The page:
Should Hawaii's disclosure law be strengthened? If so, in what ways? Consensus: Contributions as well as expenditures should be covered by the law. Disclosure should be made before elections, with a cut-off date for receipt of contributions before the election. The law should define contributions. Consensus was assumed on the matter of requiring candidates to set up campaign treasuries and depositories because most units supported the National Municipal League's Model Law and/or the Florida Law, to which this provision is central. Three units wanted all groups and organizations receiving and expending funds on behalf of a candidate to be covered by the disclosure law (this is a provision of the NML law and the Florida law, but was not specifically mentioned by the other units).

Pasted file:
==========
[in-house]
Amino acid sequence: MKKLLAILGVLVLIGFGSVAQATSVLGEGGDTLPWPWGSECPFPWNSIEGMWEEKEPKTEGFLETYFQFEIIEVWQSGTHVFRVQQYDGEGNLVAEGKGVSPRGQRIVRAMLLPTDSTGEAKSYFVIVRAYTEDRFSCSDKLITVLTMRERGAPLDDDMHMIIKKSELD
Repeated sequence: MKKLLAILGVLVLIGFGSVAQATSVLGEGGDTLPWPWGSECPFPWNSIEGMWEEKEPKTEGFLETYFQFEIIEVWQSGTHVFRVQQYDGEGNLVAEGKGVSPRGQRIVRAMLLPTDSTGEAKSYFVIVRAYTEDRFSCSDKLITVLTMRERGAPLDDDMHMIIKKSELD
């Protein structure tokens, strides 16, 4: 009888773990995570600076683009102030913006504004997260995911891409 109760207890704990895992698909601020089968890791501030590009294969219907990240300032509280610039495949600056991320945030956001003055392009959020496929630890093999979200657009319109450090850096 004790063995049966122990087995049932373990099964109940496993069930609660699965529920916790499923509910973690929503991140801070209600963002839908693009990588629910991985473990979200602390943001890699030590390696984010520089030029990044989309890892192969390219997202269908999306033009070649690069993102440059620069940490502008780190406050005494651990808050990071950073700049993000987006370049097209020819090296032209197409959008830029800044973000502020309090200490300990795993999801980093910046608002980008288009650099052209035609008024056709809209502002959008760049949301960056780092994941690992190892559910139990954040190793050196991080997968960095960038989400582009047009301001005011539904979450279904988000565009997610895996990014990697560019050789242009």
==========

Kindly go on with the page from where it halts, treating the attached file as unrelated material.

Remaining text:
Minority Opinion: A considerable number, including the majority of one unit, felt that there was no real need to change the law in Hawaii. Some felt that we should not be so suspicious of our politicians.
Should there be legal ceilings on contributions or expenditures? Consensus: All units agreed that there should be no ceilings on contributions. One unit felt that to limit contributions would be to curtail the rights of the individual. Another said there was no need to limit contributions if disclosure was adequate.
Opinion was divided on the matter of limiting expenditures; units will be queried again on this item.
Is some sort of campaign subsidy feasible in Hawaii? Consensus: The units did not favor any direct form of campaign subsidy. Many units felt it would be desirable to have a campaign pamphlet mailed to all constituents giving equal free space to all candidates. Every unit that discussed the pamphlet favored it; the other units will
be queried to see if we have consensus.
Chairman Campaign Finance Study